Appleby among 21 thinkers offering “Solutions to Save the World” in Foreign Policy magazine


R. Scott Appleby, John M. Regan Jr. Director of the University of Notre Dames Kroc Institute for International Peace Studies and professor of history, is among theleading thinkerswho offered21 Solutions to Save the Worldfor the cover story of the May/June issue of Foreign Policy magazine.

Addressing the problem of religious extremism, Applebys article,A Radical Solution,proposesbuilding long-term professional, personal and institutional relationships between Muslim and Roman Catholic scholars, public intellectuals and religious leaders.

If meaningful alliances are to be made among societies that have recently clashed or harbor historic resentment, religion – like it or not – must play a central role. And no bridging of people could be more effective than a Muslim-Catholic alliance.

Published by the Carnegie Endowment for Peace, Foreign Policy has a worldwide readership of 10 million. Other leading thinkers writing in the new issue include Joseph S. Nye Jr. ofHarvardUniversity(on anti-Americanism), Bill McKibben ofMiddleburyCollege(on global warming), Jeffrey D. Sachs ofColumbiaUniversity(on malaria) and Amy Myers Jaffe ofRiceUniversity(on oil dependency).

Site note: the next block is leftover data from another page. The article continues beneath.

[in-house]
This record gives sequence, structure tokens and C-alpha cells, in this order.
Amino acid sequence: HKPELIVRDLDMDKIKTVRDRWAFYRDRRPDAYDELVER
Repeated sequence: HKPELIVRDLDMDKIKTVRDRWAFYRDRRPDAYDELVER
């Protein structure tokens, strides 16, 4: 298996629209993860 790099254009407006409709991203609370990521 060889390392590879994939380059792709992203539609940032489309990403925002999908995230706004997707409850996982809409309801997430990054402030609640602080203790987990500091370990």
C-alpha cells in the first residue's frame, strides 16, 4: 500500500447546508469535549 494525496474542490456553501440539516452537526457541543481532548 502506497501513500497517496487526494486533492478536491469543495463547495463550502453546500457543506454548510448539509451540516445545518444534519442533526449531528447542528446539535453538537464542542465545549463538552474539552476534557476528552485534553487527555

We live in an age of anxiety,the magazines editors wrote.People everywhere fear the next terrorist attack. Meanwhile, we slowly grow numb toIraqs endless string of kidnappings and suicide bombings. Between bird flu, tsunamis and loose nukes, our list of fears is getting longer. So, we asked 21 leading thinkers: What is one solution that would make the world a better place? Here are their answers.

A member of the Notre Dame faculty since 1994, Appleby was graduated from the University in 1978 and holds masters and doctoral degrees from theUniversityofChicago. Before returning to Notre Dame, he chaired the religious studies department ofSt.XavierCollegeinChicagofrom 1985 to 1987, and he co-directed the Fundamentalism Project, an international public policy study, from 1988 to 1993.

In addition to serving as director of the Kroc Institute, Appleby teaches courses in American religious history and comparative religious movements. He is the author ofThe Ambivalence of the Sacred: Religion, Violence and ReconciliationandChurch and Age Unite! The Modernist Impulse in American Catholicismand co-author ofTransforming Parish Ministry: The Changing Roles of Clergy, Laity, and Women Religious.He also is editor ofSpokesmen for the Despised: Fundamentalist Leaders of the Middle Eastand co-editor of the five-volumeFundamentalism Projectand ofBeing Right: Conservative Catholics inAmerica.

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